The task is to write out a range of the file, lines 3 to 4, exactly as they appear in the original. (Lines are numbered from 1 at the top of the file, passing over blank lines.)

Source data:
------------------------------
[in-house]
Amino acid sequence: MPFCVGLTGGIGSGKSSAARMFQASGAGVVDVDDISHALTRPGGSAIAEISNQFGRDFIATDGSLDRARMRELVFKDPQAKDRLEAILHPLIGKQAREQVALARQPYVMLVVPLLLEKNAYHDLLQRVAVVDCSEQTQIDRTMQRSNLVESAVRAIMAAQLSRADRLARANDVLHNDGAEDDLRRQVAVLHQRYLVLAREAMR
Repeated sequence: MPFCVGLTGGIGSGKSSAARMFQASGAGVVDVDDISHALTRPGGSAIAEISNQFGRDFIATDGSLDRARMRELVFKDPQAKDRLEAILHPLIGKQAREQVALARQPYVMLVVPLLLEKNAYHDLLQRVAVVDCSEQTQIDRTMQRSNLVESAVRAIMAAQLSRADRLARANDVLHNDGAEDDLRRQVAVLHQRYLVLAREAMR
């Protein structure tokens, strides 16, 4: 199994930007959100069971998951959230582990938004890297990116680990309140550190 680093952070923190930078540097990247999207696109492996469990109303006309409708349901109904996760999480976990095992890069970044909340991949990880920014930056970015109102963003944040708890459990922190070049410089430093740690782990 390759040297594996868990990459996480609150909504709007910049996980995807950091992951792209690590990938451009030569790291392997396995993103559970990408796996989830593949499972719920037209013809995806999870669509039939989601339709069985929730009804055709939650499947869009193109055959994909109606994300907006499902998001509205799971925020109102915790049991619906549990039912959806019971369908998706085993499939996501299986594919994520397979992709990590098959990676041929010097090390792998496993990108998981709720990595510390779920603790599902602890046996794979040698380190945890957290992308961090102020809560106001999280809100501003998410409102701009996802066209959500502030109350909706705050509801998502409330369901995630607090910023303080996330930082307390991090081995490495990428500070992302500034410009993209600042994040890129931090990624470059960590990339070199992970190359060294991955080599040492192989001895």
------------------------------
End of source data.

Repeated sequence: MPFCVGLTGGIGSGKSSAARMFQASGAGVVDVDDISHALTRPGGSAIAEISNQFGRDFIATDGSLDRARMRELVFKDPQAKDRLEAILHPLIGKQAREQVALARQPYVMLVVPLLLEKNAYHDLLQRVAVVDCSEQTQIDRTMQRSNLVESAVRAIMAAQLSRADRLARANDVLHNDGAEDDLRRQVAVLHQRYLVLAREAMR
């Protein structure tokens, strides 16, 4: 199994930007959100069971998951959230582990938004890297990116680990309140550190 680093952070923190930078540097990247999207696109492996469990109303006309409708349901109904996760999480976990095992890069970044909340991949990880920014930056970015109102963003944040708890459990922190070049410089430093740690782990 390759040297594996868990990459996480609150909504709007910049996980995807950091992951792209690590990938451009030569790291392997396995993103559970990408796996989830593949499972719920037209013809995806999870669509039939989601339709069985929730009804055709939650499947869009193109055959994909109606994300907006499902998001509205799971925020109102915790049991619906549990039912959806019971369908998706085993499939996501299986594919994520397979992709990590098959990676041929010097090390792998496993990108998981709720990595510390779920603790599902602890046996794979040698380190945890957290992308961090102020809560106001999280809100501003998410409102701009996802066209959500502030109350909706705050509801998502409330369901995630607090910023303080996330930082307390991090081995490495990428500070992302500034410009993209600042994040890129931090990624470059960590990339070199992970190359060294991955080599040492192989001895």